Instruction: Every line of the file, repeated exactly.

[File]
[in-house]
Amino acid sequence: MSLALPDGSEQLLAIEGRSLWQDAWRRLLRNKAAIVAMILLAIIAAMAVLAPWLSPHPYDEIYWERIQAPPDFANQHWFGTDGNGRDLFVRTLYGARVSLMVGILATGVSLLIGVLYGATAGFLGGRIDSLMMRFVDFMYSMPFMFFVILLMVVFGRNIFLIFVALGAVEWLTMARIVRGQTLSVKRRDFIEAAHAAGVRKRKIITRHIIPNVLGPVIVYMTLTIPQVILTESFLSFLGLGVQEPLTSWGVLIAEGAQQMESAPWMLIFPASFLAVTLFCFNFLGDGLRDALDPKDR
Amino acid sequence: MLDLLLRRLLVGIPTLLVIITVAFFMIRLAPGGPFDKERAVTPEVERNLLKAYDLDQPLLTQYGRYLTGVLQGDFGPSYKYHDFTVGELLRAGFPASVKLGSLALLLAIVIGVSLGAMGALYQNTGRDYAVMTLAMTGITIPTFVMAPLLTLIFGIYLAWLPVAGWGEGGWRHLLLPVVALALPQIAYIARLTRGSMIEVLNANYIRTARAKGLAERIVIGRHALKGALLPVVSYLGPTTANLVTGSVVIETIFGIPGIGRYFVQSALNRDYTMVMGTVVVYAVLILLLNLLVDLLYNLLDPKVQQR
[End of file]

[in-house]
Amino acid sequence: MSLALPDGSEQLLAIEGRSLWQDAWRRLLRNKAAIVAMILLAIIAAMAVLAPWLSPHPYDEIYWERIQAPPDFANQHWFGTDGNGRDLFVRTLYGARVSLMVGILATGVSLLIGVLYGATAGFLGGRIDSLMMRFVDFMYSMPFMFFVILLMVVFGRNIFLIFVALGAVEWLTMARIVRGQTLSVKRRDFIEAAHAAGVRKRKIITRHIIPNVLGPVIVYMTLTIPQVILTESFLSFLGLGVQEPLTSWGVLIAEGAQQMESAPWMLIFPASFLAVTLFCFNFLGDGLRDALDPKDR
Amino acid sequence: MLDLLLRRLLVGIPTLLVIITVAFFMIRLAPGGPFDKERAVTPEVERNLLKAYDLDQPLLTQYGRYLTGVLQGDFGPSYKYHDFTVGELLRAGFPASVKLGSLALLLAIVIGVSLGAMGALYQNTGRDYAVMTLAMTGITIPTFVMAPLLTLIFGIYLAWLPVAGWGEGGWRHLLLPVVALALPQIAYIARLTRGSMIEVLNANYIRTARAKGLAERIVIGRHALKGALLPVVSYLGPTTANLVTGSVVIETIFGIPGIGRYFVQSALNRDYTMVMGTVVVYAVLILLLNLLVDLLYNLLDPKVQQR